Procter & Gamble is a global consumer products company. It has more than 20 global brands with annual sales of US$1 billion to more than US$10 billion and many more with sales of $500 million to $1 billion. It operates on a massive global scale manufacturing, distributing and marketing a wide variety of different product types – most of them well known in the home.
Since our formation, Orbit Systems has been working with our US partner Transportation | Warehouse Optimization to develop intelligent systems. Together we help P&G find innovative ways to deal with challenging business issues and solve complex operational problems to reduce costs and improve efficiencies. In this case study P&G asked Orbit Systems to develop software to allocate palletised items to semi-trailers for road transport.
Another complex problem – and another Orbit solution – AutoO2.
P&G has many different types of products and factories. On one side of town might be a factory which produces shampoos and on the other a factory that makes nappies (diapers). Each of those factories will have its own warehouse.
A supermarket customer may order products from both factories. For a company the size of P&G the way that semi-trailers are loaded with different products for distribution could make a difference of millions of dollars a year in cost efficiencies.
Consider a trailer that is loaded only with pallets of shampoo – this trailer might reach its legal axle weight limit before the total space available can be filled up. In this case the trailer has ‘weighed out’ and can’t take any more freight even although there is still space available.
Now consider another trailer loaded only with pallets of nappies. In this case the total space in the trailer will be filled up well before the legal axle weight limit has been reached – the trailer has ‘cubed out’ and can’t fit any more freight even although it could legally carry a heavier load.
The question for P&G was how to make sure that the load for every semi-trailer was configured to reduce the number of truck movements required to move the same amount of goods.
So what is a full load? For Orbit Systems a semi-trailer is only full when it is BOTH ‘cubed out’ AND ‘weighed out’.
To develop a model capable of calculating the configuration for every truck every day involves a number of complex factors including different trailer sizes and types, axle weight limits, priority items, item crush limits and item groupings, locations and destinations.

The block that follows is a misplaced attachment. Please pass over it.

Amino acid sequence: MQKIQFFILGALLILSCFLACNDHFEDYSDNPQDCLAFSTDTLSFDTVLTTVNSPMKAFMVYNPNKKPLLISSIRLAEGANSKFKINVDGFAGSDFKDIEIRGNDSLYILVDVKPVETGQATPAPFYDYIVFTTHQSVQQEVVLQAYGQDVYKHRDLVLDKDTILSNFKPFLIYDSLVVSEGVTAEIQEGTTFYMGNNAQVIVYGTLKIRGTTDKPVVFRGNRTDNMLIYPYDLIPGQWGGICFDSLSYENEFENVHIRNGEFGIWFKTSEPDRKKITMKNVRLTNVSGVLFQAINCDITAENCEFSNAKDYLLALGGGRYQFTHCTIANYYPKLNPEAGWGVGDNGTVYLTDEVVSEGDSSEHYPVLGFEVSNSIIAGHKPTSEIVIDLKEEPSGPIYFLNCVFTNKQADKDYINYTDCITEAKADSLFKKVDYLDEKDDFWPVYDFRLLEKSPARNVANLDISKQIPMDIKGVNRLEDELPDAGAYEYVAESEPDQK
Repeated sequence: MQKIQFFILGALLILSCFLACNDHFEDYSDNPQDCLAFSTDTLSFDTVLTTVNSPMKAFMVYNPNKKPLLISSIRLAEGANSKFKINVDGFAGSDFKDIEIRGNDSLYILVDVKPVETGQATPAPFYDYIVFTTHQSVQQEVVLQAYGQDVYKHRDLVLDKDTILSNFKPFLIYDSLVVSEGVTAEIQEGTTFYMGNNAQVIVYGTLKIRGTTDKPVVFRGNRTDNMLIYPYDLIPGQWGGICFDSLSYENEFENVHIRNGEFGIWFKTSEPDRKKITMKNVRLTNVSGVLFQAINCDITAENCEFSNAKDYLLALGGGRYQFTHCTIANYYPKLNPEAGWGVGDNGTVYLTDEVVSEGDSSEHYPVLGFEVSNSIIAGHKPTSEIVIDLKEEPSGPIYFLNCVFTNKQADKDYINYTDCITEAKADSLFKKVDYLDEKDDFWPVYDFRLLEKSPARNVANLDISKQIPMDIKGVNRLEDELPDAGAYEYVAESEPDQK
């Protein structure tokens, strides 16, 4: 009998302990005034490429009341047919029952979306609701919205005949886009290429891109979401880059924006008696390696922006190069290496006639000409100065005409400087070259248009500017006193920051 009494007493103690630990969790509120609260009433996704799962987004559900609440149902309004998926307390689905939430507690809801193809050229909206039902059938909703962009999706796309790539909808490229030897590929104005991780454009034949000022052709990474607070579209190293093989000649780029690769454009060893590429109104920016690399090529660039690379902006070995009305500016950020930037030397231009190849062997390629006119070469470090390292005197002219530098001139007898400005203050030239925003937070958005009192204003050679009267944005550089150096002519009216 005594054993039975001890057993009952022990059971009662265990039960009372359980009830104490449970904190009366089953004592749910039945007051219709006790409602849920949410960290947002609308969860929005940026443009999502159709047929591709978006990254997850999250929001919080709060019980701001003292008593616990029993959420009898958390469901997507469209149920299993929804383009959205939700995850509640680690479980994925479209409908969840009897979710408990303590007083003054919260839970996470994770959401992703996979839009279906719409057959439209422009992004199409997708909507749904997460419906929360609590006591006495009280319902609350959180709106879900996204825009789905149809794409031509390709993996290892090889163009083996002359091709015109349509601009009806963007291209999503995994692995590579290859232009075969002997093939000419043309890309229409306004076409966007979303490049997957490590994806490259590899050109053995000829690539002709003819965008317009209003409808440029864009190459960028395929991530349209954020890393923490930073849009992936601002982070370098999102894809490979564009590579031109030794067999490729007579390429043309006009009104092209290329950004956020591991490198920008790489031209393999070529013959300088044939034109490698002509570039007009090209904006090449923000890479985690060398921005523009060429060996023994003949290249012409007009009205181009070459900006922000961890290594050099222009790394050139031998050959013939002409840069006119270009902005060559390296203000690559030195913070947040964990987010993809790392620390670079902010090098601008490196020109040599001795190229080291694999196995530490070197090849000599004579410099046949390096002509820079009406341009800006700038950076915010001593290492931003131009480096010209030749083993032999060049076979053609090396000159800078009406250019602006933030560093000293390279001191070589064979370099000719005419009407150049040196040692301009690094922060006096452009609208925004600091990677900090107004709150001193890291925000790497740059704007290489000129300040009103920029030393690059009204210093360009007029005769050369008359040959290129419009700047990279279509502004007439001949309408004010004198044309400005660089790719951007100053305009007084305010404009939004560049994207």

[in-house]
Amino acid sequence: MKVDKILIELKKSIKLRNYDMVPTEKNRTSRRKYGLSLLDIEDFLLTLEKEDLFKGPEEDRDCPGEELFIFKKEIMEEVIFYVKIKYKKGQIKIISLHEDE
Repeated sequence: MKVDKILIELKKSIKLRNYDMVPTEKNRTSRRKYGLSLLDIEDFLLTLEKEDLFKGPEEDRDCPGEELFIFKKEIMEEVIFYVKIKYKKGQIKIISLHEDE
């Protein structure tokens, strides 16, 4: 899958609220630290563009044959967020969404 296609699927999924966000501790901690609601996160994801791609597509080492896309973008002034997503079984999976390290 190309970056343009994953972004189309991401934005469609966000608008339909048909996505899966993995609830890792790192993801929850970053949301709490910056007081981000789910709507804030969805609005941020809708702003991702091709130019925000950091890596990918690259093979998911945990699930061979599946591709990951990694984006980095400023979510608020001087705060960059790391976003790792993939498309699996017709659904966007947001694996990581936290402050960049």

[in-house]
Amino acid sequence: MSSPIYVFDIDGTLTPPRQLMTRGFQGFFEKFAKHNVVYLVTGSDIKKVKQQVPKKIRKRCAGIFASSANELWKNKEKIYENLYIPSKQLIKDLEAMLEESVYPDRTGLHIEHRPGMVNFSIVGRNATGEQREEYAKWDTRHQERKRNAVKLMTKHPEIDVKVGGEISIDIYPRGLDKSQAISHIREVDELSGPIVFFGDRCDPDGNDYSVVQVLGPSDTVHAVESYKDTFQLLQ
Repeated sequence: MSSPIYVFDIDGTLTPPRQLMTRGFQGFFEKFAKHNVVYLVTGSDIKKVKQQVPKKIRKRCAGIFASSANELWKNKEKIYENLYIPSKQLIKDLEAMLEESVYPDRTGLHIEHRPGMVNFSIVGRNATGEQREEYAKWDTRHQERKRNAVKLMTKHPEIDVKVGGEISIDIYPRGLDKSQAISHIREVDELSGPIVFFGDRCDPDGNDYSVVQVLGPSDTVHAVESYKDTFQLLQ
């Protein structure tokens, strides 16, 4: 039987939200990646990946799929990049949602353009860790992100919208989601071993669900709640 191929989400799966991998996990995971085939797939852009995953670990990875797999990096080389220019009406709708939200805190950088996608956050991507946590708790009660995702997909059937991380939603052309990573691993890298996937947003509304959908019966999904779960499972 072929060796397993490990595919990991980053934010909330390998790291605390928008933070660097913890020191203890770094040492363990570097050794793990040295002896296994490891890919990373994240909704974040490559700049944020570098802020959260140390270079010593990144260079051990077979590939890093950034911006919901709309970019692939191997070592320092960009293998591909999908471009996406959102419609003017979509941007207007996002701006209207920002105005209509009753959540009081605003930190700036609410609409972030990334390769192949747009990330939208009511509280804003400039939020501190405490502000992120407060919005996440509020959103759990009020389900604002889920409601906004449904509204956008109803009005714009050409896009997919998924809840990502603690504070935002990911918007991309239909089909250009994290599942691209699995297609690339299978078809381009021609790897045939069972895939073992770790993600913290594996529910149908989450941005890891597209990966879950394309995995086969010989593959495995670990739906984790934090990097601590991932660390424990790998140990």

Our objective was to solve the maximum load for each trailer. Because of the wide range of conditions (priority items, different trailers, different products, load out dates, pallet size, crushability, load stability, etc) the complexity was too great to come up with a mathematical solution. So we based our approach on knowing the weight and volume of everything that needed to be loaded. With that knowledge we could calculate a theoretical solution for the minimum number of trailers required.
The methods we used to solve the problem were:
The final solution was the development of a software package called AutoO2.
AutoO2 saves millions of dollars a year. It does so by optimising trailer load-outs to mix heavy items with light and big items with small. It calculates the number of trailers needed each day to dispatch all ‘must-go that day’ items and then fills the available load space with other consignments.
Other systems that Orbit Systems has developed for Procter & Gamble include:
In a publicity statement P&G estimated savings from AutoScheduler of US$4 million per year at one site alone. AutoScheduler is currently installed in over 20 sites in the USA, Canada, Asia, the UK and mainland Europe.
SpaceSaver typically frees up between 5% and 10% of warehouse space when it is first run, though we have seen results of over 15% in some warehouses.